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Play: Alternative Learning on the Job

Fay Johnson

By Emily Brooks

You may be comfortably established in your 9 to 5, with school a quickly fading memory, but the need to learn did not cease when you hung that diploma on your wall. Continual learning keeps you competitive and relevant at your job and provides you with the needed resources to make valuable contributions to your community. Many companies facilitate this continued development through training programs, corporate universities, and lunchtime seminars. However, they are also discovering that great learning happens through play. From gaining vital communication skills to increased creativity and team collaboration, companies are turning to play to build their workforce’s potential.  

Significant learning can be accomplished when “hiding really important lessons inside of fun,” said Michelle Honchariw, managing director of The Go Game, a company with a mission to help employees learn and grow through wildly fun, high-tech scavenger hunts in their cities. She is right. Research over the last several years has brought the power of play to the forefront of learning theory. Office environments and professional etiquette suppress the playful, personal way that we tend to build relationships outside of work. Infusing play into the workday, however, enhances our ability to learn about one another and ourselves, fostering the trust and collaboration that provide the basis for corporate thriving.

Companies can create opportunities for employees to explore and hone their abilities and relationships through shared laughter and recreation. These events should be incorporated wisely into work life. Rather than randomly schedule “fun” activities, “It’s important to do it when you feel there’s a need,” said Julie McDougal, senior human resources partner at IBM. Done right, creating space for play can be extremely effective: “That’s when innovation hits, that’s when conversations flow . . . and connections are made,” said Kevin Fraczek, manager of Intel’s corporate Great Place to Work program.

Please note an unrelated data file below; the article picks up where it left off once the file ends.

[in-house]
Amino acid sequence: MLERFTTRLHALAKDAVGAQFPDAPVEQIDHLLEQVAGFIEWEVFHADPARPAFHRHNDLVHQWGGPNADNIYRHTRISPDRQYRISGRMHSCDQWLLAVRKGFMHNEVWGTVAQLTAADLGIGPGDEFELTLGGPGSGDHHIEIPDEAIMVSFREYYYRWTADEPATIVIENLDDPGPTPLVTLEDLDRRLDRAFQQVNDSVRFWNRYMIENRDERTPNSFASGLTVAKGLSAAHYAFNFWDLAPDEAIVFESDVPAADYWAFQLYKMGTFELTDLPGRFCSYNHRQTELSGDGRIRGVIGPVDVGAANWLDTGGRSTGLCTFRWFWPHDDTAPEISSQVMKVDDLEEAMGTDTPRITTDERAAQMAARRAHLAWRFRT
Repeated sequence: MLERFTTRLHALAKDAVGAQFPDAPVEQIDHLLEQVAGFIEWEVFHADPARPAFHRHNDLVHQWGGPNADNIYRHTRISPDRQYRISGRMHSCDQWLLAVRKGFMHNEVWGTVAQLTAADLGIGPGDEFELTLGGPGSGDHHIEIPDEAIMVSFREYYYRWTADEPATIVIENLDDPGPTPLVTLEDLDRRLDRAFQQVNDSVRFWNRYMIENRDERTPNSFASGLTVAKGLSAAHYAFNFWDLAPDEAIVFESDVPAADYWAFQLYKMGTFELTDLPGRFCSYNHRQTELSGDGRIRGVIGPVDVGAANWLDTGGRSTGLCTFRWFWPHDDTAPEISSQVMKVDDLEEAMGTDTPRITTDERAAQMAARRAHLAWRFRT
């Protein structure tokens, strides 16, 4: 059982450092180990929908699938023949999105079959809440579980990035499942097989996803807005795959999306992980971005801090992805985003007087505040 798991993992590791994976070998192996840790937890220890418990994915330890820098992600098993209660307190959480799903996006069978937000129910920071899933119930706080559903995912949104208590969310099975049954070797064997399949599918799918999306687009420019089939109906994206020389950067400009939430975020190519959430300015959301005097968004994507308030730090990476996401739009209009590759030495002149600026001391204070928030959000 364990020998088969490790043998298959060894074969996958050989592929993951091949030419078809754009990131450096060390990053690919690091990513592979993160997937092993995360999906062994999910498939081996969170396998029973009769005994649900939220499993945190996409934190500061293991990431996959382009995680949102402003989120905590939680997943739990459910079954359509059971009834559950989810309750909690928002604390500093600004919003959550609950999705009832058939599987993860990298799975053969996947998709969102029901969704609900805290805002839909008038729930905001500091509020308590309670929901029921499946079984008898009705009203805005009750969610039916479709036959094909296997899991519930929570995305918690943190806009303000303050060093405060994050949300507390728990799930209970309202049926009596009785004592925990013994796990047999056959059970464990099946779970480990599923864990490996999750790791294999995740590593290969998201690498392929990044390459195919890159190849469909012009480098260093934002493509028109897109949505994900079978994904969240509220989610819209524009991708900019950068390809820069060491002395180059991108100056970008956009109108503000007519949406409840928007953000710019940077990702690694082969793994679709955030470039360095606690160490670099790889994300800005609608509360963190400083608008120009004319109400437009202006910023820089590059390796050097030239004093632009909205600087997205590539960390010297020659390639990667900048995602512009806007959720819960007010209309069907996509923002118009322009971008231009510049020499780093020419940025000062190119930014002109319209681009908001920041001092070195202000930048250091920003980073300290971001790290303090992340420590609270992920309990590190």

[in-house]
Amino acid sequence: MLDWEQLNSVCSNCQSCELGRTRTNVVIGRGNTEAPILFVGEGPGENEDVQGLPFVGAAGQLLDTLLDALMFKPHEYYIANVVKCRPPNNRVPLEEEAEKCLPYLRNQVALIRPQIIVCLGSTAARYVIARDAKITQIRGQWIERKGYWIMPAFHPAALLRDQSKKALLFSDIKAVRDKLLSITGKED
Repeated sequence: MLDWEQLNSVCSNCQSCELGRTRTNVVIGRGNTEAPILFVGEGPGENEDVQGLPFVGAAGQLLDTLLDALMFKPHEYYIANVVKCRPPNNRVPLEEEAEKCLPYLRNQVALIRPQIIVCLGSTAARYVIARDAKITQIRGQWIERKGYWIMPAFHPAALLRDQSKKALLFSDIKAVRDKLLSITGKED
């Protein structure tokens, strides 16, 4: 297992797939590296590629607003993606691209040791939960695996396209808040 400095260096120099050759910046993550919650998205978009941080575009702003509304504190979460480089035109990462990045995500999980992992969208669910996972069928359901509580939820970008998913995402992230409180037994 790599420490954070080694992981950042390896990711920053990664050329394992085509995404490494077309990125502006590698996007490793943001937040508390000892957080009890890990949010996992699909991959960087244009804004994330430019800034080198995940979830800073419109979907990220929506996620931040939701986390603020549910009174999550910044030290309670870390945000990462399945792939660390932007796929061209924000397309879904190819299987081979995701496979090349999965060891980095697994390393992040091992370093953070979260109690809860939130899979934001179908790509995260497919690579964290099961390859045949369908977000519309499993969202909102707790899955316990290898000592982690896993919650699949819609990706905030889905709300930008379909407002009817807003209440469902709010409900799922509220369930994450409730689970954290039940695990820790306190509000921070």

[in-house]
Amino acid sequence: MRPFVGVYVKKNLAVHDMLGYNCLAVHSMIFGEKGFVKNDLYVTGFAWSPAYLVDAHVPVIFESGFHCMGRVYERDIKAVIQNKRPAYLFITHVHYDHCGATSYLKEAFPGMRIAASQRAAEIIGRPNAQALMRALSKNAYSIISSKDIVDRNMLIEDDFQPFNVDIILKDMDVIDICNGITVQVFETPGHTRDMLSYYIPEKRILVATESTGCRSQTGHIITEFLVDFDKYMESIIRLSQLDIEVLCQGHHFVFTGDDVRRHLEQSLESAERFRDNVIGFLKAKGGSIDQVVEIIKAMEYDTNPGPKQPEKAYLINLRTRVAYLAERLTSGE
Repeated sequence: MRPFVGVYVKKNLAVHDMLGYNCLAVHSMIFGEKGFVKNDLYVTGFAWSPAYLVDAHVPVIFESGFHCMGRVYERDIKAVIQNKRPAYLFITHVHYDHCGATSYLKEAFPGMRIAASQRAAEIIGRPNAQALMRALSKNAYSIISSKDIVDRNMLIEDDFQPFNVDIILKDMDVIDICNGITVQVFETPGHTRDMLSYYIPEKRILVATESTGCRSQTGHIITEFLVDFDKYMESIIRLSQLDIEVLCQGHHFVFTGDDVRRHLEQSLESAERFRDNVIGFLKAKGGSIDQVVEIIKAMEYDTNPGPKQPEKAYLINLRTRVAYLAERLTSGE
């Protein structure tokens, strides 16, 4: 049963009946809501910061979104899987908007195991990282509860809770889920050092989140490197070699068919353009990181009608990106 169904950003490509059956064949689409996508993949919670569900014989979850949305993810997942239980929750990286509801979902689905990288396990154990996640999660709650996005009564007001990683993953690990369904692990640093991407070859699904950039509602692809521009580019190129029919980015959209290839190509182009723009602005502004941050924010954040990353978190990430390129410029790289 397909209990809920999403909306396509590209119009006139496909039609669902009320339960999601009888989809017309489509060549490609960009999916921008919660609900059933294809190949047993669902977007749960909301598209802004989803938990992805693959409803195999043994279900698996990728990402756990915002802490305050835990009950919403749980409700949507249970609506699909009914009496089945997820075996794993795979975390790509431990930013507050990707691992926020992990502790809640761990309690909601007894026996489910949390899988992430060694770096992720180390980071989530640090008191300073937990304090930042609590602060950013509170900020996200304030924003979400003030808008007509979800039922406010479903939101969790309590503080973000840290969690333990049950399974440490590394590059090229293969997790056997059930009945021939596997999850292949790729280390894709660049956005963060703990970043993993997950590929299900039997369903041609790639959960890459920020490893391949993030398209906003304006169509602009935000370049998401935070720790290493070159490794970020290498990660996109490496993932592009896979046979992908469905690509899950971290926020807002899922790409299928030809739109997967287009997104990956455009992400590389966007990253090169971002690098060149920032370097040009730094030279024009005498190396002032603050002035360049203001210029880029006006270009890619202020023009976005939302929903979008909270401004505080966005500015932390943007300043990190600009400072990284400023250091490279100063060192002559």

Vulnerability

Relationships and, indeed, learning start with vulnerability. Without taking risks and sharing more deeply, you cannot achieve a greater level of connection and understanding. A relaxed, fun-centered environment facilitates such openness in a way that daily office life cannot. Take a cue from TeamBonding, a teambuilding company, whose Cirque de Team event provides participants an opportunity to enjoy themselves while challenging them to leap and swing outside of their comfort zone. Under the direction of professional performers, participants attempt to master a plethora of circus tricks from juggling to tightrope walking.

Activities like these tricks stretch your abilities, bringing you to a place of vulnerability and encouraging you to depend on others. “If you’re unfamiliar, you kind of need the help,” said TeamBonding COO David Goldstein. Don’t have the funds to hire circus performers to show you their stuff? Choose a skill to learn together from stand-up paddleboarding to orienteering.

 

Collaboration